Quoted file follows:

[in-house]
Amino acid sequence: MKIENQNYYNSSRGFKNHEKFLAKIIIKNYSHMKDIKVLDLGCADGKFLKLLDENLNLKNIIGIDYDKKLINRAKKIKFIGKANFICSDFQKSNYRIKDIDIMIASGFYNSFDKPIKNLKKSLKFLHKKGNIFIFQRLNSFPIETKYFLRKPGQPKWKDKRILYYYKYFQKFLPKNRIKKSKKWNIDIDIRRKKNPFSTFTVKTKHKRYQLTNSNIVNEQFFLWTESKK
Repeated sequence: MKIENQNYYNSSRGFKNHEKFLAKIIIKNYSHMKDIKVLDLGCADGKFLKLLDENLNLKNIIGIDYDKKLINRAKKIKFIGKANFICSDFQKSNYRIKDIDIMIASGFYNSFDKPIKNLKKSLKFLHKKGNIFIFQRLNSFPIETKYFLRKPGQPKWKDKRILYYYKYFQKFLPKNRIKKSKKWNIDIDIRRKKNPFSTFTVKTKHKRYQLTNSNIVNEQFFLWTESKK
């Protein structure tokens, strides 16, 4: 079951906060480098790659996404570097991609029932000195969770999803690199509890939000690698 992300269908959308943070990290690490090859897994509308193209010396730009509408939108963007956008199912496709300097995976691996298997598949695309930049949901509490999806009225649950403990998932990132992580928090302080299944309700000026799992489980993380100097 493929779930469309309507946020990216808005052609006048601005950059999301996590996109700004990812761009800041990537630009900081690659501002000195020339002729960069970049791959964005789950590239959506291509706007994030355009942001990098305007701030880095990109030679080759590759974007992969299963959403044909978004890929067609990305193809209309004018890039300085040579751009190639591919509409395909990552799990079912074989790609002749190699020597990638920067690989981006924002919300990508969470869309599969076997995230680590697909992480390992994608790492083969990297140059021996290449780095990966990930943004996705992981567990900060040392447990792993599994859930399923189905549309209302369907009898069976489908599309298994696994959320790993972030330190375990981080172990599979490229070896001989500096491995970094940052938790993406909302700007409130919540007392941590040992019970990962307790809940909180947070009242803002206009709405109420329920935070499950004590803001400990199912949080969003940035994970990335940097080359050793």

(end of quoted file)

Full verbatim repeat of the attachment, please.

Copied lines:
[in-house]
Amino acid sequence: MKIENQNYYNSSRGFKNHEKFLAKIIIKNYSHMKDIKVLDLGCADGKFLKLLDENLNLKNIIGIDYDKKLINRAKKIKFIGKANFICSDFQKSNYRIKDIDIMIASGFYNSFDKPIKNLKKSLKFLHKKGNIFIFQRLNSFPIETKYFLRKPGQPKWKDKRILYYYKYFQKFLPKNRIKKSKKWNIDIDIRRKKNPFSTFTVKTKHKRYQLTNSNIVNEQFFLWTESKK
Repeated sequence: MKIENQNYYNSSRGFKNHEKFLAKIIIKNYSHMKDIKVLDLGCADGKFLKLLDENLNLKNIIGIDYDKKLINRAKKIKFIGKANFICSDFQKSNYRIKDIDIMIASGFYNSFDKPIKNLKKSLKFLHKKGNIFIFQRLNSFPIETKYFLRKPGQPKWKDKRILYYYKYFQKFLPKNRIKKSKKWNIDIDIRRKKNPFSTFTVKTKHKRYQLTNSNIVNEQFFLWTESKK
């Protein structure tokens, strides 16, 4: 079951906060480098790659996404570097991609029932000195969770999803690199509890939000690698 992300269908959308943070990290690490090859897994509308193209010396730009509408939108963007956008199912496709300097995976691996298997598949695309930049949901509490999806009225649950403990998932990132992580928090302080299944309700000026799992489980993380100097 493929779930469309309507946020990216808005052609006048601005950059999301996590996109700004990812761009800041990537630009900081690659501002000195020339002729960069970049791959964005789950590239959506291509706007994030355009942001990098305007701030880095990109030679080759590759974007992969299963959403044909978004890929067609990305193809209309004018890039300085040579751009190639591919509409395909990552799990079912074989790609002749190699020597990638920067690989981006924002919300990508969470869309599969076997995230680590697909992480390992994608790492083969990297140059021996290449780095990966990930943004996705992981567990900060040392447990792993599994859930399923189905549309209302369907009898069976489908599309298994696994959320790993972030330190375990981080172990599979490229070896001989500096491995970094940052938790993406909302700007409130919540007392941590040992019970990962307790809940909180947070009242803002206009709405109420329920935070499950004590803001400990199912949080969003940035994970990335940097080359050793």